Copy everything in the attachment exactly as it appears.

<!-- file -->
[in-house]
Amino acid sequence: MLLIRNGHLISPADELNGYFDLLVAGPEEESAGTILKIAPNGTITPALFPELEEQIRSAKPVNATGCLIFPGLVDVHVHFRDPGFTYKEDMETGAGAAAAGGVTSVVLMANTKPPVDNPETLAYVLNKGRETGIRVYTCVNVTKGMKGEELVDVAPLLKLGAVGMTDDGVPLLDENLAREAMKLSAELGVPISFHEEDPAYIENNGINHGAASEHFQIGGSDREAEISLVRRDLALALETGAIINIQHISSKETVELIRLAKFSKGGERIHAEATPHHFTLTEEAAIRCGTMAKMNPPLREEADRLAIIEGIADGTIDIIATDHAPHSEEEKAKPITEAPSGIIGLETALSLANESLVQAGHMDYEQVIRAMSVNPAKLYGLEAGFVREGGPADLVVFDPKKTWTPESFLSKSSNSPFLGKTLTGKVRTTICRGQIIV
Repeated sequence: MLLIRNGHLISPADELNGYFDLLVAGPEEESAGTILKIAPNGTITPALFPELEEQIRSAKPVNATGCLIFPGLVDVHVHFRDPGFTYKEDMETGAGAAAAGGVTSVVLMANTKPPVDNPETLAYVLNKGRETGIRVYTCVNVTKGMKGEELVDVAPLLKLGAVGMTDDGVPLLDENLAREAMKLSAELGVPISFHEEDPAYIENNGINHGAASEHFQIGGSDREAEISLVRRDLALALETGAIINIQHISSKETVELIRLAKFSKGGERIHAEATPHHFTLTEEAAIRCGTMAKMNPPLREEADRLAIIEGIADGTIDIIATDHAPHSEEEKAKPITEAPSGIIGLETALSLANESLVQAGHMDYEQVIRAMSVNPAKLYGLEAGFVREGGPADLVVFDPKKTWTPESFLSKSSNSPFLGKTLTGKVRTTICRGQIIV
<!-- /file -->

[in-house]
Amino acid sequence: MLLIRNGHLISPADELNGYFDLLVAGPEEESAGTILKIAPNGTITPALFPELEEQIRSAKPVNATGCLIFPGLVDVHVHFRDPGFTYKEDMETGAGAAAAGGVTSVVLMANTKPPVDNPETLAYVLNKGRETGIRVYTCVNVTKGMKGEELVDVAPLLKLGAVGMTDDGVPLLDENLAREAMKLSAELGVPISFHEEDPAYIENNGINHGAASEHFQIGGSDREAEISLVRRDLALALETGAIINIQHISSKETVELIRLAKFSKGGERIHAEATPHHFTLTEEAAIRCGTMAKMNPPLREEADRLAIIEGIADGTIDIIATDHAPHSEEEKAKPITEAPSGIIGLETALSLANESLVQAGHMDYEQVIRAMSVNPAKLYGLEAGFVREGGPADLVVFDPKKTWTPESFLSKSSNSPFLGKTLTGKVRTTICRGQIIV
Repeated sequence: MLLIRNGHLISPADELNGYFDLLVAGPEEESAGTILKIAPNGTITPALFPELEEQIRSAKPVNATGCLIFPGLVDVHVHFRDPGFTYKEDMETGAGAAAAGGVTSVVLMANTKPPVDNPETLAYVLNKGRETGIRVYTCVNVTKGMKGEELVDVAPLLKLGAVGMTDDGVPLLDENLAREAMKLSAELGVPISFHEEDPAYIENNGINHGAASEHFQIGGSDREAEISLVRRDLALALETGAIINIQHISSKETVELIRLAKFSKGGERIHAEATPHHFTLTEEAAIRCGTMAKMNPPLREEADRLAIIEGIADGTIDIIATDHAPHSEEEKAKPITEAPSGIIGLETALSLANESLVQAGHMDYEQVIRAMSVNPAKLYGLEAGFVREGGPADLVVFDPKKTWTPESFLSKSSNSPFLGKTLTGKVRTTICRGQIIV